In many types of cases, we can do a basic cost benefit analysis to determine whether something is worth pursuing in litigation. For financial assets, because they can be valued (even when “value” is a range, or there’s some kind of intrinsic sentimental value), that’s more or less easy to achieve. We can tell, at some point, that it’s just not worth continuing to fight for something if the value isn’t there.
Child custody is not one of those things. There is no specific, set “value” you can put on custody; for most mothers, it’s priceless. It’s so priceless, in fact, that huge sums of money are sometimes spent on these cases, especially in cases where there are complicated issues, like relocation, reunification, or child abuse. That’s not an exhaustive list, either; in fact, in custody and visitation cases, any number of things can be hugely important – and, by extension, expensive.
What’s a parenting capacity evaluation in a Virginia child custody case?
There are tools that we see utilized in most contested cases (discovery, for example), and there are tools that we see reserved for some of the most challenging and complicated. In general, because a parenting capacity evaluation is so expensive, it’s rarely used.
A parenting capacity evaluation is usually recommended by one side when there are serious concerns around one parent’s fitness or ability to parent. Though the evaluation is usually done mutually (as in, even if only one parent is alleging that the other parent has issues – unlikely! – both parents will undergo an evaluation), it’s often problematic.
It’s a thorough and specific evaluation into each parent, involving interviews of the parent and child, psychological testing, observation, etc. It’s a comprehensive look into the parents, and almost always denotes a super contentious custody case.
I want to request a parenting capacity evaluation on my child’s father.
If you have concerns about your child’s father’s ability to be an effective parent, you want to do all you can to ensure that he’s in as good a place as possible before he has any overnight or extended periods of visitation with the child. Whether your concern is related to substance abuse or addiction, mental illness, anger management, or something else, your concerns are real, and valid, and should be taken seriously.
However, like we advise women not to pursue hiring a private investigator in an adultery case prior to working with an attorney to come up with a comprehensive case strategy, it’s also not a good idea to get too far down the line towards requesting a parenting capacity evaluation without working with an attorney. It’s always important to address concerns – cost, time, the involvement of specific professionals, as well as total overall case strategy and goals – before getting too far ahead of yourself in complicated litigation.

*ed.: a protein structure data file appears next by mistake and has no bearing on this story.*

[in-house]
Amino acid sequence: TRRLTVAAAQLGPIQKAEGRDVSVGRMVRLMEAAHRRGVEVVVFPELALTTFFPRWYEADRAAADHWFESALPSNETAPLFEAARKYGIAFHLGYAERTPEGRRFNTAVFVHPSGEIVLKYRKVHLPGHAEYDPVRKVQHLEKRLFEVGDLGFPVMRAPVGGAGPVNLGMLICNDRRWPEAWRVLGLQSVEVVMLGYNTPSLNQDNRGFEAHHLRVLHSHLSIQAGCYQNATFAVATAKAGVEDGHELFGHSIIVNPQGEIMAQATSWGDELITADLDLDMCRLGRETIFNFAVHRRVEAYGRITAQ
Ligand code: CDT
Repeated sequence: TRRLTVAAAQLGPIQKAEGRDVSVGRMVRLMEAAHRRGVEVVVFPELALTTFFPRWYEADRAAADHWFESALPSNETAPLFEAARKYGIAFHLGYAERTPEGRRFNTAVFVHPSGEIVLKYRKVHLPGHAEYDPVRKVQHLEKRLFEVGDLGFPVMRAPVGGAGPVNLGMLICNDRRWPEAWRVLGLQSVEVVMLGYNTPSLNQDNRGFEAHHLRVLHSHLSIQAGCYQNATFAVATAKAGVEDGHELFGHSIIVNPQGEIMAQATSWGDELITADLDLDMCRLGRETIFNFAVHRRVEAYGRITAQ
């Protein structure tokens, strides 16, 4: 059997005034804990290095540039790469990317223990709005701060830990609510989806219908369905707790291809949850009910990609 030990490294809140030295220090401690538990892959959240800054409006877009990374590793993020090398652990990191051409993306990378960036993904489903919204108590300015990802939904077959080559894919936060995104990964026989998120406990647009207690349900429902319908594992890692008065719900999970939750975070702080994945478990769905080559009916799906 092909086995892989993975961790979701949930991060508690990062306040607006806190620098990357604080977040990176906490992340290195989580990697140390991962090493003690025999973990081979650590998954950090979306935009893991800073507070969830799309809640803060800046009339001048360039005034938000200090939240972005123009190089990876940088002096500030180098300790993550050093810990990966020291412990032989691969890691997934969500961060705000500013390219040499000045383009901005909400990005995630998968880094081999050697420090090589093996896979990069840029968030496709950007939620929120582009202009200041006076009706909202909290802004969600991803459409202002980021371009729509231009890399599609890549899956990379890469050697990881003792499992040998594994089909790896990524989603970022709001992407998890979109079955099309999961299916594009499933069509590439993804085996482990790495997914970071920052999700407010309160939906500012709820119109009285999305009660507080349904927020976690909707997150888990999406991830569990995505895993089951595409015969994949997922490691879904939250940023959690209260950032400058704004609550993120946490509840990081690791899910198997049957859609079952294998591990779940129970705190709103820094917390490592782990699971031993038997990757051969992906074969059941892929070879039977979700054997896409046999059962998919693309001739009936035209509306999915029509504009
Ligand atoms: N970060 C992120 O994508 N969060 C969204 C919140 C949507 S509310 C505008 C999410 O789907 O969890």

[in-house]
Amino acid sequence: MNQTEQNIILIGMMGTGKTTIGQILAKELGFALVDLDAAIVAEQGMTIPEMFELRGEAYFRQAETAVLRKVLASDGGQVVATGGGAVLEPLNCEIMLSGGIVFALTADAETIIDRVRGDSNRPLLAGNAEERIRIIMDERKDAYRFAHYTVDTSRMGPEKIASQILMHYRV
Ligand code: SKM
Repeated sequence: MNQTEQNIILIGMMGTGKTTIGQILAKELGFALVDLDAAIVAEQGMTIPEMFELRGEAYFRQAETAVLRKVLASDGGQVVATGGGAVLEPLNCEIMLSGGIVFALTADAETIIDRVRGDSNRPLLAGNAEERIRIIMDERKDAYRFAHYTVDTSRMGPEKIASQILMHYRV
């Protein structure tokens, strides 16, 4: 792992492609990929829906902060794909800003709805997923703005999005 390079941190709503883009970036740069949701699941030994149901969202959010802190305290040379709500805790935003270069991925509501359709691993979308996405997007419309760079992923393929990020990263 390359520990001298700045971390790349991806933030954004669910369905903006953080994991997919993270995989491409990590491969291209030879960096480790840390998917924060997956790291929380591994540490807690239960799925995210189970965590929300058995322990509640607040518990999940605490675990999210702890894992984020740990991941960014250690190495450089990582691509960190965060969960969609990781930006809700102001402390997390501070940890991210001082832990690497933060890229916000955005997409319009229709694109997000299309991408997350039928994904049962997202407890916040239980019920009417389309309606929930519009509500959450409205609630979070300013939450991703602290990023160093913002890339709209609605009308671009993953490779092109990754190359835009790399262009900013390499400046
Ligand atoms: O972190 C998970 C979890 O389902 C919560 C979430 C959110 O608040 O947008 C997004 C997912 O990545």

My child’s father is requesting a parenting capacity evaluation against me.
It’s a hallmark move, unfortunately. We see it happen all the time that dads – particularly, affluent dads – use things like parenting capacity evaluations to continue to abuse and control their children’s mothers. Rather than having a legitimate concern, I’ve seen it used in an effort to outspend a lesser earning spouse. Financial abuse, in both divorce and custody cases, is a real thing that happens with more frequency than you would probably expect.
It’s not a nice way of thinking, but it happens. When one parent has more financial ability to withstand the litigation, they can use their affluence against the other parent.
If your child’s father is trying to get a parenting capacity evaluation done on you, you really need professional, experienced help. It’s not easy, and it can get really expensive, but you’re going to need help to manage these landmines effectively.
Sometimes it’s possible to dispute a parenting capacity evaluation by asking a judge to not order it. We could argue that it’s being done in an attempt to financially prejudice one side, and that it’s more prejudicial than probative. We could provide other evidence, too, if it exists – in order to prove that there’s really no necessity to get or create additional records.
Can we choose who can perform the parenting capacity evaluation?
Many times, yes! And it’s important to have the right professionals involved. Like attorneys and Guardians ad litem, there are good and bad parenting capacity evaluators as well. (And there are some that are more sympathetic to mothers or fathers – to disastrous effect, in some cases!)
If you’ve never been in this position before – and you probably never have – you really do need to take this seriously and be proactive. These evaluations are fairly rare, and really only happen in the most contested custody cases. Even hearing a discussion of them puts me in mind of a very contentious litigated custody case, and the best advice I can possibly give you is to get someone very experienced with Virginia custody cases to help you.
For more information, to request a copy of our custody book, or to schedule a consultation, give our office a call at 757-785-9761.